Jean Martin loves the Orlando Magic. She has purchased a season ticket every year since the mid-1990s. Fans call her "The Hat Lady" because she wears a blue-and-white Dr. Seuss hat that players have autographed over the years.
Yet even she almost stopped buying a season ticket.
She paid $3,000 for her lower-bowl seat this season in Section 111, but with the team in the middle of a rebuilding process, she hesitated to renew for next season when the price for the same seat increased to $3,200.
"I didn't think I got enough bang for my buck," she said.
Martin ultimately decided to move next season to Section 110A, which is between the lower and upper decks. The new seat will cost $875.
Her decision is one snapshot in a broader picture as the Magic are about to complete Year 2 A.D. — or "After Dwight" — the second season since the team traded superstar Dwight Howard.
In many respects, the franchise's business operations are flourishing. The franchise matched an all-time high in sponsorship revenue this season, team officials say, and in October the Magic also reached a lucrative 10-year contract extension with Fox Sports Florida, making the network the team's regional television rights holder through the 2025-26 season.
At the same time, however, the team's on-court struggles have eroded attendance at home games.
Through Friday, the Magic have averaged an announced crowd — a figure calculated by adding the number of tickets sold to the number of complimentary tickets distributed — of 16,180 fans per game at Amway Center. That's a decrease of 8.0 percent from last season and a decrease of 14.4 percent from the 2011-12 season, which was Howard's final year with the Magic.
This season, the Magic ranked 23rd out of 30 NBA teams in average home attendance through Friday.
To be sure, several other teams are encountering far more difficulties than the Magic. That group includes the Charlotte Bobcats, Detroit Pistons, Milwaukee Bucks and the Philadelphia 76ers; it's common to see vast expanses of empty seats in each of those teams' arenas.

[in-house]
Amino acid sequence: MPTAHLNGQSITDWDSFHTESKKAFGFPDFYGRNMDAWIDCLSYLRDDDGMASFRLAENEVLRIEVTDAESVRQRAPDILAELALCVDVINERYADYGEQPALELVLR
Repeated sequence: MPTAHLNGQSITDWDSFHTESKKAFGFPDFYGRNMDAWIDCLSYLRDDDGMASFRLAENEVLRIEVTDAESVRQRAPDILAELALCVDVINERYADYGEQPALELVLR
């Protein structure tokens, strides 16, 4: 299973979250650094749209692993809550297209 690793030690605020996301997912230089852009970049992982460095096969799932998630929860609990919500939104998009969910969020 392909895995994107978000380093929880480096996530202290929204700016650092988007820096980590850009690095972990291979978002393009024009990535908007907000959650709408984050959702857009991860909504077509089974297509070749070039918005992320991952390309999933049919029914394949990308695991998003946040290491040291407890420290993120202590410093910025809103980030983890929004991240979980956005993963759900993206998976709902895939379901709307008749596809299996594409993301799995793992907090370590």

Take a glance inside Amway Center these days, and you'll find more pockets — not vast expanses — of empty seats than at any time since the state-of-the-art facility opened for the 2010-11 season.
There is a difference between the announced crowd and the number of ticket-holders who step foot inside the arena on a game night.
City of Orlando records, which list the number of tickets scanned at arena entrances at each game, show that an average of 12,681 people attended the Magic's first 38 home games this season. That's a decrease of 7.1 percent from last season's scan count and a decrease of 20.3 percent compared to the scan counts for the 2011-12 season.
But Magic CEO Alex Martins said team officials are pleased with the crowds at their games.
"We have reached all of our goals that we had set out for the year in terms of our ticket sales for this season," Martins said. "So in that respect, we're very pleased with where we've been this year in terms of our attendance. I think it's an indication that our core fan base is incredibly dedicated. As I've said in the past, I think they're one of the most dedicated fan bases in the league."
Martins said the team sold just under 11,000 season tickets for this season, and he added that so far the season-ticket renewal rate for the upcoming 2014-15 season is on track to be anywhere from 85 percent to 90 percent. Martins said that percentage would be the highest season-ticket renewal rate in five years.
"We recognize that we're going through this period of transition," Martins said.
"The base is as enthusiastic as they have ever been. They are encouraging us to continue on our path that we're on of building the team in the manner that we're building it, and they state that they continue to be committed to that long-term plan. So the base is very energized and very dedicated and continues to be supportive of the direction of the team."
The Magic posted a 20-62 record last season, the worst in the NBA.